• Talk through what happens when we procrastinate. Avoiding a chore or assignment might feel good now but will come with setbacks later.

  • Create daily routines, like a set homework time, set hours for screen time, or a nighttime checklist to help with impulse control and to establish good habits.

  • Practice waiting before responding and using that wait time to think through what they’re going to say.

  • Demonstrate and enforce accountability. Show your child that, as an adult, you are held accountable for your actions and expect responsibility from him or her as well.

  • Help your child understand how thoughts can impact feelings and emotions, to keep his or her reactions in check.

  • Create a backpack cleaning routine to get rid of clutter and stay on top of important to-do’s. Implementing other cleaning routines may also come in handy!

  • Designate different areas of your home for different things. Have a “ready-set-go” area by the door with backpacks, gym clothes, extra school supplies, etc. Keep your homework area well-stocked so your child will have everything they need to stay on task.

  • Play board or card games as a family! From following instructions to taking turns and exhibiting self-control, games can give your child many opportunities for practicing his or her executive functioning skills!

  • Talk through “what if” scenarios to help your child see things from multiple perspectives. Have them work through situations as different characters.

  • Become the student! Ask your child to teach you something and let them practice his or her skills.

  • Encourage your child to think out loud as they solve a problem. This will help your child connect the dots and become more flexible in how he or she approaches and works through situations.

  • Use time tracking tools so your child starts to understand how much time tasks actually take, so he or she can plan ahead next time!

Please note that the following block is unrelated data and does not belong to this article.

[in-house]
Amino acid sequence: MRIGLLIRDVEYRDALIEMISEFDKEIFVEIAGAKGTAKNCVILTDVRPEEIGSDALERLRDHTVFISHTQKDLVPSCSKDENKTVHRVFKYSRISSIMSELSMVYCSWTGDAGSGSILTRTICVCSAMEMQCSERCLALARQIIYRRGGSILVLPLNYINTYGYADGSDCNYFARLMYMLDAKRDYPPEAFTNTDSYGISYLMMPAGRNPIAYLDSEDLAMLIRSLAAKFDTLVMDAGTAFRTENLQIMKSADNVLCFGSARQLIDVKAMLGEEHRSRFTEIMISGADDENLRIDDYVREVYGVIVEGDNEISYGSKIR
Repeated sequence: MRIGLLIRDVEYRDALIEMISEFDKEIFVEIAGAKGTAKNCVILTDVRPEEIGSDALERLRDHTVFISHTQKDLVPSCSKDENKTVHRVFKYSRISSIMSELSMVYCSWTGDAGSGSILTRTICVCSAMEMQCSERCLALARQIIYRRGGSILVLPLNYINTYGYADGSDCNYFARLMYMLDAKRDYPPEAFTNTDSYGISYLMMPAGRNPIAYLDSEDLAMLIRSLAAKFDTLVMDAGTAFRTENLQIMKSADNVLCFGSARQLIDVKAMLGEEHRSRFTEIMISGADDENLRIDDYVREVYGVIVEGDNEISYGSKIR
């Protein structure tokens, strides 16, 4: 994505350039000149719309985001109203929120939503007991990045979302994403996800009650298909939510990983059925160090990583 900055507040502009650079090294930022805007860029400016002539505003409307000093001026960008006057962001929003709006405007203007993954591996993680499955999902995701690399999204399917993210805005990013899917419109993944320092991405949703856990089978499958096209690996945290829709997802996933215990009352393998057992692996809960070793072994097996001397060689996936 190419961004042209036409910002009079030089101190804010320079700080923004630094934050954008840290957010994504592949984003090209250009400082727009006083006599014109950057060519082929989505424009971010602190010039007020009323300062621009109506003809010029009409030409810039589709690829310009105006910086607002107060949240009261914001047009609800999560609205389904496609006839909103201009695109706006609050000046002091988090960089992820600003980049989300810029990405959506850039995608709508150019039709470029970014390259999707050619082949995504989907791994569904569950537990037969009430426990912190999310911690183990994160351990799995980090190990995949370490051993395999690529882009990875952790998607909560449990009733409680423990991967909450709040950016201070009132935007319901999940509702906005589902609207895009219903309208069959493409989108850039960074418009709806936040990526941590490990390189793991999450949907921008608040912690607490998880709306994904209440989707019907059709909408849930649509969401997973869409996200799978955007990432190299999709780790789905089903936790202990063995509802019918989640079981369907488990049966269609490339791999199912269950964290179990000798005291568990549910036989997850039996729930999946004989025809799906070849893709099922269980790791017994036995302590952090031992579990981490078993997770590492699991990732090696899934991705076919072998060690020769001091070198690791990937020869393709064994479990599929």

• Encourage the use of memory games or apps.

  • Do regular check-ins where you ask your child to tell you what he or she is feeling,thinking, doing, etc. to keep them in tune with themselves.

  • Encourage your child to find the right organizational tools. Experiment with calendars, planners, checklists, etc. and talk through what your child likes/needs from a “perfect” organizational tool.

  • Take a step back and let your kids take on their own work, but be ready to step in when needed. Let your child feel challenged and enjoy the sense of accomplishment when he or she sees a task through.

Fast ForWord Home Can Help

If your child is struggling with delays in executive functioning, Fast ForWord Home can help. Our intervention software can help your child learn to complete processing tasks automatically, freeing up capacity for higher level skill development. Fast ForWord Home also exercises the sequencing, working memory, and processing skills integral to executive functioning. And maybe the best part is that it looks and feels like a game! Kids enjoy their time with the Fast ForWord program while making fast and permanent changes to their brain. Talk about a win-win situation!

Have Questions? Get a free consultation! We are here to help. Contact us at 1-888-750-0116 or salesinfo@scilearn.com.

Featured Posts
Recent Posts
Search By Tags
Follow Us
  • Facebook Basic Square
  • Twitter Basic Square
  • LinkedIn Social Icon

© 2020 by Scientific Learning

1956 Webster Street, Suite 200
Oakland, CA 94612-2943




  • Black Facebook Icon
  • Black Twitter Icon
  • Black LinkedIn Icon